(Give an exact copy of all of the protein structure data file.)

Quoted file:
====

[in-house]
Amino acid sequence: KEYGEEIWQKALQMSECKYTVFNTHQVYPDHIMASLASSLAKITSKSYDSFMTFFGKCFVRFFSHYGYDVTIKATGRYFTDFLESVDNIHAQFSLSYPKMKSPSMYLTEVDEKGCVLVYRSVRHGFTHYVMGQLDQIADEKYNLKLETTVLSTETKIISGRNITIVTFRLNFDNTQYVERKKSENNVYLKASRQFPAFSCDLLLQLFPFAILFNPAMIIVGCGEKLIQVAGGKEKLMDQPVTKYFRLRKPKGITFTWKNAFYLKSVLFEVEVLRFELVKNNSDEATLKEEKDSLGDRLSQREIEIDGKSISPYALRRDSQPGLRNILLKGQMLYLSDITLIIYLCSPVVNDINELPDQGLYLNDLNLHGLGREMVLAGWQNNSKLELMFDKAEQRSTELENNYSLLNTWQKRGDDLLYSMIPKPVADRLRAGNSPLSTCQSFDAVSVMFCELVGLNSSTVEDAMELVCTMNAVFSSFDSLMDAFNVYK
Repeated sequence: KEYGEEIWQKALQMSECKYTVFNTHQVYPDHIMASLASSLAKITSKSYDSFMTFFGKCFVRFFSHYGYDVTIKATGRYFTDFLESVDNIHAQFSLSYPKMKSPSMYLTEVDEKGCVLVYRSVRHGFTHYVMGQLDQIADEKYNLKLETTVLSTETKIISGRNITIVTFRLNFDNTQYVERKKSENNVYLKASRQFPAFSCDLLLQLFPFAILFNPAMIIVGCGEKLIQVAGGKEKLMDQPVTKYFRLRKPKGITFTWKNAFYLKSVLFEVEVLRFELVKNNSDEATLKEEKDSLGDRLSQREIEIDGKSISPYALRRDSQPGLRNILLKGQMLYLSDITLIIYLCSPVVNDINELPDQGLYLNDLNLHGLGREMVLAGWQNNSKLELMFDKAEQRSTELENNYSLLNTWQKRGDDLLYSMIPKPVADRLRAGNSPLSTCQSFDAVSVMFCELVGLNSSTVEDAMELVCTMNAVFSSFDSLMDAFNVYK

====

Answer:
[in-house]
Amino acid sequence: KEYGEEIWQKALQMSECKYTVFNTHQVYPDHIMASLASSLAKITSKSYDSFMTFFGKCFVRFFSHYGYDVTIKATGRYFTDFLESVDNIHAQFSLSYPKMKSPSMYLTEVDEKGCVLVYRSVRHGFTHYVMGQLDQIADEKYNLKLETTVLSTETKIISGRNITIVTFRLNFDNTQYVERKKSENNVYLKASRQFPAFSCDLLLQLFPFAILFNPAMIIVGCGEKLIQVAGGKEKLMDQPVTKYFRLRKPKGITFTWKNAFYLKSVLFEVEVLRFELVKNNSDEATLKEEKDSLGDRLSQREIEIDGKSISPYALRRDSQPGLRNILLKGQMLYLSDITLIIYLCSPVVNDINELPDQGLYLNDLNLHGLGREMVLAGWQNNSKLELMFDKAEQRSTELENNYSLLNTWQKRGDDLLYSMIPKPVADRLRAGNSPLSTCQSFDAVSVMFCELVGLNSSTVEDAMELVCTMNAVFSSFDSLMDAFNVYK
Repeated sequence: KEYGEEIWQKALQMSECKYTVFNTHQVYPDHIMASLASSLAKITSKSYDSFMTFFGKCFVRFFSHYGYDVTIKATGRYFTDFLESVDNIHAQFSLSYPKMKSPSMYLTEVDEKGCVLVYRSVRHGFTHYVMGQLDQIADEKYNLKLETTVLSTETKIISGRNITIVTFRLNFDNTQYVERKKSENNVYLKASRQFPAFSCDLLLQLFPFAILFNPAMIIVGCGEKLIQVAGGKEKLMDQPVTKYFRLRKPKGITFTWKNAFYLKSVLFEVEVLRFELVKNNSDEATLKEEKDSLGDRLSQREIEIDGKSISPYALRRDSQPGLRNILLKGQMLYLSDITLIIYLCSPVVNDINELPDQGLYLNDLNLHGLGREMVLAGWQNNSKLELMFDKAEQRSTELENNYSLLNTWQKRGDDLLYSMIPKPVADRLRAGNSPLSTCQSFDAVSVMFCELVGLNSSTVEDAMELVCTMNAVFSSFDSLMDAFNVYK